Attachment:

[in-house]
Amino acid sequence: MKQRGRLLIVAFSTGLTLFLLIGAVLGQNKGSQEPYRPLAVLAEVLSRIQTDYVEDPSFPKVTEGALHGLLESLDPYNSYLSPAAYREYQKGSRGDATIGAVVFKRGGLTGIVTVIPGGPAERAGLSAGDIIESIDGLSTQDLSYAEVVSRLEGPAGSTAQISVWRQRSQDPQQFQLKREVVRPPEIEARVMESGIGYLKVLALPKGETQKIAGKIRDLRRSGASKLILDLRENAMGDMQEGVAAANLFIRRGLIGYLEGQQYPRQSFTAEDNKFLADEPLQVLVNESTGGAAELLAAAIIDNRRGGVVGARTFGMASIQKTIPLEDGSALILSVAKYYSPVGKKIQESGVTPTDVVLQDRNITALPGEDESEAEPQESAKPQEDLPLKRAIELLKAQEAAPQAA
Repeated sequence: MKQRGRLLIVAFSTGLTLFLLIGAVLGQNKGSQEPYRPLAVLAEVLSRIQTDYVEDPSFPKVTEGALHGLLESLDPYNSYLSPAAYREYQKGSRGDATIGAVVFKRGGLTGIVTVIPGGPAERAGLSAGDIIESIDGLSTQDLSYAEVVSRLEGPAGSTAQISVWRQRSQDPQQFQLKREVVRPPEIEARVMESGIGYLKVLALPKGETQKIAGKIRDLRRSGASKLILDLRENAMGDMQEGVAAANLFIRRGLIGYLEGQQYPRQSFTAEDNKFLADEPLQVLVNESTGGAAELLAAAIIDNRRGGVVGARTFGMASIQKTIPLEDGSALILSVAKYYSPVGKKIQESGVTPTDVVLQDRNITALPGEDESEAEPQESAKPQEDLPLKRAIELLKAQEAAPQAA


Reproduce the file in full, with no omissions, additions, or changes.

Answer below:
[in-house]
Amino acid sequence: MKQRGRLLIVAFSTGLTLFLLIGAVLGQNKGSQEPYRPLAVLAEVLSRIQTDYVEDPSFPKVTEGALHGLLESLDPYNSYLSPAAYREYQKGSRGDATIGAVVFKRGGLTGIVTVIPGGPAERAGLSAGDIIESIDGLSTQDLSYAEVVSRLEGPAGSTAQISVWRQRSQDPQQFQLKREVVRPPEIEARVMESGIGYLKVLALPKGETQKIAGKIRDLRRSGASKLILDLRENAMGDMQEGVAAANLFIRRGLIGYLEGQQYPRQSFTAEDNKFLADEPLQVLVNESTGGAAELLAAAIIDNRRGGVVGARTFGMASIQKTIPLEDGSALILSVAKYYSPVGKKIQESGVTPTDVVLQDRNITALPGEDESEAEPQESAKPQEDLPLKRAIELLKAQEAAPQAA
Repeated sequence: MKQRGRLLIVAFSTGLTLFLLIGAVLGQNKGSQEPYRPLAVLAEVLSRIQTDYVEDPSFPKVTEGALHGLLESLDPYNSYLSPAAYREYQKGSRGDATIGAVVFKRGGLTGIVTVIPGGPAERAGLSAGDIIESIDGLSTQDLSYAEVVSRLEGPAGSTAQISVWRQRSQDPQQFQLKREVVRPPEIEARVMESGIGYLKVLALPKGETQKIAGKIRDLRRSGASKLILDLRENAMGDMQEGVAAANLFIRRGLIGYLEGQQYPRQSFTAEDNKFLADEPLQVLVNESTGGAAELLAAAIIDNRRGGVVGARTFGMASIQKTIPLEDGSALILSVAKYYSPVGKKIQESGVTPTDVVLQDRNITALPGEDESEAEPQESAKPQEDLPLKRAIELLKAQEAAPQAA